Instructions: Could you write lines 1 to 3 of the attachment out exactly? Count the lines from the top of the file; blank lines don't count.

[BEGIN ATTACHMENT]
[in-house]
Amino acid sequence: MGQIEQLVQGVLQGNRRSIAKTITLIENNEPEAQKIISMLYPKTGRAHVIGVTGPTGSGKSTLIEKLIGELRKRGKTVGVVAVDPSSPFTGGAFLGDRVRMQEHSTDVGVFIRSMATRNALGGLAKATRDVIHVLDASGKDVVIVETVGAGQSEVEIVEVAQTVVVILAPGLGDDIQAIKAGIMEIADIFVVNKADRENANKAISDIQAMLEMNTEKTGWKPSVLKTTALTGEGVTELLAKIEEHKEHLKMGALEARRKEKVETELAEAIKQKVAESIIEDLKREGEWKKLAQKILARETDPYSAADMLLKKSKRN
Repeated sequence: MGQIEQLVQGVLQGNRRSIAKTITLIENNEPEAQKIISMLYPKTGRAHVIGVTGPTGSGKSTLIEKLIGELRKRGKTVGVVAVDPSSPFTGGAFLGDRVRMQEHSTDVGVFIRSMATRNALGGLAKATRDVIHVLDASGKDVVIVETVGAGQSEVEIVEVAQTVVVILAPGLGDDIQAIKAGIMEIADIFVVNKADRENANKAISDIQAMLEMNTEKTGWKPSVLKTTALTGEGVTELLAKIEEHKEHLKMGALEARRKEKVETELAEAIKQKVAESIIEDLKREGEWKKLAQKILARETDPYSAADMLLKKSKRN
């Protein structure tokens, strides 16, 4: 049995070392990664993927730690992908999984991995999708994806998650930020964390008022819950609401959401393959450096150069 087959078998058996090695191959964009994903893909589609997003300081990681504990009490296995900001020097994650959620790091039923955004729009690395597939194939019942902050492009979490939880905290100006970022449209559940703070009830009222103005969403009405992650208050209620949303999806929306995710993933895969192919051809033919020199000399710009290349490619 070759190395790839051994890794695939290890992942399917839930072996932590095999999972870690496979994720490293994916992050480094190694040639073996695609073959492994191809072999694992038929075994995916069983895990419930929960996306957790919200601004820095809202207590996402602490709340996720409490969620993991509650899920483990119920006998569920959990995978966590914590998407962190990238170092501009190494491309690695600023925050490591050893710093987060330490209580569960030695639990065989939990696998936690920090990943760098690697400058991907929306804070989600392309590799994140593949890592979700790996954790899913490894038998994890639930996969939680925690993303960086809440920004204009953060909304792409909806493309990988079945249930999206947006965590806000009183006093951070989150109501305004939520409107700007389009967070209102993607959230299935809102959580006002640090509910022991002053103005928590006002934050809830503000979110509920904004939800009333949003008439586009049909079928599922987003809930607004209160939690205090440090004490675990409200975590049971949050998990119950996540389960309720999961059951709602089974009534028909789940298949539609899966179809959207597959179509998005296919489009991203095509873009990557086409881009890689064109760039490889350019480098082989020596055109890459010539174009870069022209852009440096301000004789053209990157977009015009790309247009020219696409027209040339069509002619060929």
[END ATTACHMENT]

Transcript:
[in-house]
Amino acid sequence: MGQIEQLVQGVLQGNRRSIAKTITLIENNEPEAQKIISMLYPKTGRAHVIGVTGPTGSGKSTLIEKLIGELRKRGKTVGVVAVDPSSPFTGGAFLGDRVRMQEHSTDVGVFIRSMATRNALGGLAKATRDVIHVLDASGKDVVIVETVGAGQSEVEIVEVAQTVVVILAPGLGDDIQAIKAGIMEIADIFVVNKADRENANKAISDIQAMLEMNTEKTGWKPSVLKTTALTGEGVTELLAKIEEHKEHLKMGALEARRKEKVETELAEAIKQKVAESIIEDLKREGEWKKLAQKILARETDPYSAADMLLKKSKRN
Repeated sequence: MGQIEQLVQGVLQGNRRSIAKTITLIENNEPEAQKIISMLYPKTGRAHVIGVTGPTGSGKSTLIEKLIGELRKRGKTVGVVAVDPSSPFTGGAFLGDRVRMQEHSTDVGVFIRSMATRNALGGLAKATRDVIHVLDASGKDVVIVETVGAGQSEVEIVEVAQTVVVILAPGLGDDIQAIKAGIMEIADIFVVNKADRENANKAISDIQAMLEMNTEKTGWKPSVLKTTALTGEGVTELLAKIEEHKEHLKMGALEARRKEKVETELAEAIKQKVAESIIEDLKREGEWKKLAQKILARETDPYSAADMLLKKSKRN